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Tools & Process v Networked Human Judgement

By Michael Cheveldave  ·  March 15, 2015  · 

Late in April, Gary Wong and I will be delivering our complexity and safety training course in Houston. This session focuses on how complex adaptive systems thinking, the Cynefin framework, and narrative collection can help leadership teams improve their safety cultures and reduce safety risks. Fundamental to the overall approach is deploying a more effective form of networked human judgement and distributed sense-making.

Being a professional engineer with industrial project management experience I can appreciate the challenges many leadership teams face across a range of industrial sectors. Earlier in my tenure at Cognitive Edge I also led transformation projects in healthcare, some of which looked closely at patient safety in hospitals and healthcare regions. A common challenge that I see facing companies today is the proliferation of tools that allow all of us to manage an incredible degree of detail in our day to day work lives. It's not the tools themselves that present the challenge but our attempt to manage complex and uncertain environments with such tools in an ordered way. This proliferation of tools together with an ordered approach is also impacting safety. There seems to be no end to the number and variety of tool supported safety management systems enabling an incredible degree of coordination across large networks and devices. For those that know me well know of my personal delight in exploring the newest technological tools.  So I'm the first to admit that I like tools and what they can do for us. However there is a consequence in attempting to manage every level of detail in a structured way when faced with uncertain, complex, and dynamic contexts.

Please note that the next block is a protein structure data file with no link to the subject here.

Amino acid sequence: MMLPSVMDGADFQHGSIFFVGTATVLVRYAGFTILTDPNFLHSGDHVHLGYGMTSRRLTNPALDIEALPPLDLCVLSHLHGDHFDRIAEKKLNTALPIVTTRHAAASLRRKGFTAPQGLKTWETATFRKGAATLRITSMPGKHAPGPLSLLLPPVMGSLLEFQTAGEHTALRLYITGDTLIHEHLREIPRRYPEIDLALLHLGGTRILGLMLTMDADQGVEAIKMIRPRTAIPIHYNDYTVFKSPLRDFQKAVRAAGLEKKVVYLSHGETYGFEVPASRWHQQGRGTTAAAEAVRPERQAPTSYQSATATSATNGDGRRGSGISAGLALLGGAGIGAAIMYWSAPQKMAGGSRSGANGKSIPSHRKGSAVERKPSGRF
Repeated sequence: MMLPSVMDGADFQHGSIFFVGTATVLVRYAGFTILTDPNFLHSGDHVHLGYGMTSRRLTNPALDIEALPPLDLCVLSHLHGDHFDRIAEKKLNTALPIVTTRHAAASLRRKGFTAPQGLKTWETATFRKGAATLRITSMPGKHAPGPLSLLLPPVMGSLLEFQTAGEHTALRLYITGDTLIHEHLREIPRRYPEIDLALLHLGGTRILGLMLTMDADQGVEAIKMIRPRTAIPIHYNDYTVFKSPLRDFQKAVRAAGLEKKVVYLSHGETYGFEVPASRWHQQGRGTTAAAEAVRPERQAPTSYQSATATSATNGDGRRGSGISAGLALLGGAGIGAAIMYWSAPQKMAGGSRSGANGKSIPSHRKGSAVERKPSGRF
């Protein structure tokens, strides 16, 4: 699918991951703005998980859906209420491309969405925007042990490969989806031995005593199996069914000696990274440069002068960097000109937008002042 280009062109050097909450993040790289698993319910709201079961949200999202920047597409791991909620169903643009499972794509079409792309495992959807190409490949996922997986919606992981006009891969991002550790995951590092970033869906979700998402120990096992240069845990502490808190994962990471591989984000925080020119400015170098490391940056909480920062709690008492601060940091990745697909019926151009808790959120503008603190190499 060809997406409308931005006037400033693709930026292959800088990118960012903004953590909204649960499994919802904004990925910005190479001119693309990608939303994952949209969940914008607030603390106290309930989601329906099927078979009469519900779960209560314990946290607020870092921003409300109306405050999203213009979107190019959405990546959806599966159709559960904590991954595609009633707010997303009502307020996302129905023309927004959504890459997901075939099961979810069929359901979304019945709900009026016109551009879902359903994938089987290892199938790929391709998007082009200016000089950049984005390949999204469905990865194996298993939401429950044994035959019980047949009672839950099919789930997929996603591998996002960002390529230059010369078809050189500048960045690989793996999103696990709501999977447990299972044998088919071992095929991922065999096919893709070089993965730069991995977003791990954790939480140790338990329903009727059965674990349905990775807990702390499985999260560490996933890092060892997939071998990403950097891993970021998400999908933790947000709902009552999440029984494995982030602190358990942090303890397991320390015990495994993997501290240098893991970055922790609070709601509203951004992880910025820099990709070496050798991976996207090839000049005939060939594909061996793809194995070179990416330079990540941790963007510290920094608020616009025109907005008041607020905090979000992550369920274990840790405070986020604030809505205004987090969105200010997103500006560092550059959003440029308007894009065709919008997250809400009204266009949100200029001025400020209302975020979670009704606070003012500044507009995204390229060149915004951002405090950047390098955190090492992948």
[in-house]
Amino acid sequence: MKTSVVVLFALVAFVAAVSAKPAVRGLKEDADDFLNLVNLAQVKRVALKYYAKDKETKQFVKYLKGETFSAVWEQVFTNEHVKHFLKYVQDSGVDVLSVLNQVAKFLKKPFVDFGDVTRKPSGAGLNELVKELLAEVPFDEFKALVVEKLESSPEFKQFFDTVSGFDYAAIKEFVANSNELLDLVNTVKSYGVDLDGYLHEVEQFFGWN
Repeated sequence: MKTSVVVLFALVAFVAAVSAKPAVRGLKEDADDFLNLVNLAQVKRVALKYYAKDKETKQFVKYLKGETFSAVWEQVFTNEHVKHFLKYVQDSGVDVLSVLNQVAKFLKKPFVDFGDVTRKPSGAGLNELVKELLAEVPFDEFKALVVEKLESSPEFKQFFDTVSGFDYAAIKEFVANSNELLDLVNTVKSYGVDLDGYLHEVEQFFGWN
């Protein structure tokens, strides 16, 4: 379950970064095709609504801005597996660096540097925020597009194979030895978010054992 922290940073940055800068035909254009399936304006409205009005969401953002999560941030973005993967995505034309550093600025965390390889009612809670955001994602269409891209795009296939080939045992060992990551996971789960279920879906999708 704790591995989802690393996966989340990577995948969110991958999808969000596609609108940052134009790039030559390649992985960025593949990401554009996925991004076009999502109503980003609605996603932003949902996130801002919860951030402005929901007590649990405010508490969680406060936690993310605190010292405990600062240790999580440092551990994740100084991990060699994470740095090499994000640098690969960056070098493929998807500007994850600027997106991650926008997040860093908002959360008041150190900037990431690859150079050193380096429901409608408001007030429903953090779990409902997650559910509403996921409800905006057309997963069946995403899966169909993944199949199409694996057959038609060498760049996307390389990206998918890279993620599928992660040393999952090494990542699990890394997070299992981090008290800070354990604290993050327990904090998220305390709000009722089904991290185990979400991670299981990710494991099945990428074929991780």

What are the implications of having an overwhelming array of tools and processes to help manage an overwhelming volume of tasks / activities? Before we had such an array of tools, I would argue we managed the gaps more effectively with a more loosely coupled network of human judgement. Such human judgement was much more localized and face to face.  Fundamentally it was woven into, and defining of, a corporate culture. A networked form of human judgement expressed through an organization's culture is far more enabling, adaptive, and resilient in conditions of complexity and uncertainty.

Unfortunately an all too common excessive obsession with efficiency, a desire to engineer all processes, and a wish to eliminate all uncertainty and complexity is not only burning out human resources but it's introducing risks into operating environments. Safety is one of those areas that is unfortunately suffering a negative impact from this overly ordered management approach.

The challenge is not to make the informal formal, or the formal entirely informal, the challenge is to better negotiate and establish a means to manage the boundary between the two. All companies and organizations need constraints and ordered processes, especially when it comes to safety. We are all benefiting to a certain degree with the variety and abundance of tools. The reality is we are overemphasizing the engineering of safety management systems rather than managing the interaction between the necessary ordered structures and the informal cultural norms that have evolved within companies.  It is precisely this area that our upcoming Cynefin and safety training course will be covering and we hope you can join us in Houston in April.

 

PS - For anyone who posts a comment to this blog, pls note that I will be away from the office enjoying a spring break holiday with my family. I'll respond to any comments upon my return.